In a strongly worded notice from its accrediting agency, UNC Chapel Hill has been told that it must ensure the legitimacy of degrees awarded to an unknown number of graduates who took bogus classes going back to the 1990s.
The Southern Association of Colleges and Schools’ Commission on Colleges stopped short of suggesting that the degrees be voided. But the university “did not provide sufficient evidence that it had addressed the breaches of academic integrity” of degrees to students who took irregular African and Afro-American studies courses, Belle Wheelan, SACS president, wrote in a Jan. 15 letter to Chancellor Holden Thorp.
In an interview Tuesday, Wheelan said one solution would be for the university to bring back those graduates and provide them with free courses to take the place of the bogus ones.
“Is it really fair for them to have that degree versus students who got the same degree but actually did the work for those classes in question?” Wheelan posed. “So some way of going back to clean that up is what we’re looking for.”
Wheelan said she is not talking about voiding a graduate’s degree, but rather “making that degree whole.”
But finding those graduates, and having them take extra courses years later, would likely be a monumental undertaking.
“I think it would be a huge challenge,” Thorp said. He added that he doesn’t know the number of graduates who took improperly taught African studies classes.
A review by former Gov. Jim Martin and the Baker Tilly management consulting firm, released in December, found more than 200 courses with little or no instruction dating back to 1997. They included no-show classes and independent studies with poor oversight. That report also identified 560 grade changes without proper authorization.
Asked why any former student would return for an extra course, Wheelan said: “Integrity. Honesty. Fairness. You know, all those things we like to think they learned as part of that academic program in the first place.”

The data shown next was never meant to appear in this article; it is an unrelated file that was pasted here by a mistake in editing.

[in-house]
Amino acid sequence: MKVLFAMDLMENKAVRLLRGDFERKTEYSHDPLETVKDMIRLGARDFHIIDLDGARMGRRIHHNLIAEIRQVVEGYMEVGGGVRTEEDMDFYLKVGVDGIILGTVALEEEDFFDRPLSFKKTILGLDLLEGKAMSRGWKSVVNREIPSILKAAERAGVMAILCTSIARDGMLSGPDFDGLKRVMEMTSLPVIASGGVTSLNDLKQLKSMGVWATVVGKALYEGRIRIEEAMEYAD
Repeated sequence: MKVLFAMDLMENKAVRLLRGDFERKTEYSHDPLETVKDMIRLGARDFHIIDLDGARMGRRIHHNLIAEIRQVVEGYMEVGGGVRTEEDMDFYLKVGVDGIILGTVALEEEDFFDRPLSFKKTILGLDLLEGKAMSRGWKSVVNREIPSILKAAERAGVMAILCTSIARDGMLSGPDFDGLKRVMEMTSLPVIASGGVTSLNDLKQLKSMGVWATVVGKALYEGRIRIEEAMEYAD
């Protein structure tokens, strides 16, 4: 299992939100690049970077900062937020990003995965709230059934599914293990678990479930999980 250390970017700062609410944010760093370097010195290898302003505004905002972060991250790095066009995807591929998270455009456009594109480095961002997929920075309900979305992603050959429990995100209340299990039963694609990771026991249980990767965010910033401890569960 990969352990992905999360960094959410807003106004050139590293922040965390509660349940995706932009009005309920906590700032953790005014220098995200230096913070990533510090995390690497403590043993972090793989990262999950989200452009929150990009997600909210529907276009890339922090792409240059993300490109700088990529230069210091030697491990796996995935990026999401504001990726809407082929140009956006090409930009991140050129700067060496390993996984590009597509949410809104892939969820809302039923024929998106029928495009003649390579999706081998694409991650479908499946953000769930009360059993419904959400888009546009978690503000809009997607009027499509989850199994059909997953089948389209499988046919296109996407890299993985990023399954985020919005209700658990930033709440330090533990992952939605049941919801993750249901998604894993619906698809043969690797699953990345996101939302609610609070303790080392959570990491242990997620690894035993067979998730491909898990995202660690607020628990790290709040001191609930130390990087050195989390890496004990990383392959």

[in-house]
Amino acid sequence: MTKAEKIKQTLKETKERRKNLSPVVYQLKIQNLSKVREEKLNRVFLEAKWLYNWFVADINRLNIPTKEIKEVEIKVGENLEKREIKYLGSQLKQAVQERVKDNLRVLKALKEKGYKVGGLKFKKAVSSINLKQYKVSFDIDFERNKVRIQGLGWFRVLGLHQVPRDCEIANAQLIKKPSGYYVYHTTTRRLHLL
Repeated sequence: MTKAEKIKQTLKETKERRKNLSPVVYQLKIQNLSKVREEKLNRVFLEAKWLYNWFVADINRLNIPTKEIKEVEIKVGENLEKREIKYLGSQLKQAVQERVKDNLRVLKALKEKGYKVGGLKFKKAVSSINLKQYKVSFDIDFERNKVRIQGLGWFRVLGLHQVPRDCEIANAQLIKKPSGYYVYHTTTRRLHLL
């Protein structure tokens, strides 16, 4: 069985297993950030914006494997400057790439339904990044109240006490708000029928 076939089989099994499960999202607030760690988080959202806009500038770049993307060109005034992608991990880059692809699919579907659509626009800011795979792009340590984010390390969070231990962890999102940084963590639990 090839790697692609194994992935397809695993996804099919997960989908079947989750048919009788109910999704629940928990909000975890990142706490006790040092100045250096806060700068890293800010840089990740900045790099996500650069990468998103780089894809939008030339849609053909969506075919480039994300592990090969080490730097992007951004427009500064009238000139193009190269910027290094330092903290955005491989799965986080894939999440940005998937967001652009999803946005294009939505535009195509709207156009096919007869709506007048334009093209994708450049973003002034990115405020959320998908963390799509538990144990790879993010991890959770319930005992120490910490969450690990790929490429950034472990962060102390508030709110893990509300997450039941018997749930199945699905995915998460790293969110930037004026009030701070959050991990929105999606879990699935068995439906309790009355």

A team assembled by the accrediting body is scheduled to visit UNC in April. It will be led by Bowen Loftin, president of Texas A&M University.
That visit grew out of a commission board meeting in December. The board did not officially sanction UNC but ordered a monitoring report by the outside team.
Thorp said an independent analysis of the university’s new academic procedures was not available at the time the commission’s board met in December. That study, by Baker Tilly, found no gaps in implementation of about 70 policy and procedure changes at UNC in the aftermath of the academic scandal, which involved a disproportionate number of athletes.
Thorp said he hopes the reforms and the Baker Tilly report will reassure the accreditation team that UNC is doing all it can to prevent academic fraud in the future.
“I think that will be incredibly important to them, and that may go a long way,” Thorp said.
Seeking an alternative
The chancellor said he wants to work with SACS on another alternative to forcing extra classes on graduates.
“We have maintained all along that none of this was the students’ fault,” Thorp said, “and so we will be impressing that on SACS and trying to work with them on what a solution would be.”
Wheelan’s letter outlined the areas found deficient at UNC by the commission’s board at its December meeting. It asks the university to provide evidence that it has implemented changes in academic policies, academic support services, student records and rules about student credit hours.
The outside SACS team will report its findings to the commission board, which could take action in June. A university could receive a warning, or worse, probation. After that could come a loss of accreditation, which likely would mean the death knell for a college or university, because it would no longer be eligible to receive federal financial aid dollars.
The higher education establishment took notice last year when the University of Virginia was placed on warning by SACS because its board violated governance rules in the failed ouster of its president. Such warnings are a blow to a university’s academic reputation. Though they are relatively common at small colleges, they aren’t typically levied against prestigious public universities.
Terry Hartle, senior vice president for the American Council on Education, said UNC officials have no choice but to “carefully and thoroughly” respond to SACS’ concerns.
“The University of North Carolina cares enormously about its reputation, and this is something that goes to its reputation – specifically around the issue of academic integrity,” Hartle said. “I am sure that the letter sent to the university is being treated as seriously as a heart attack.”
Thorp said he was relieved that the university was not placed on warning last December.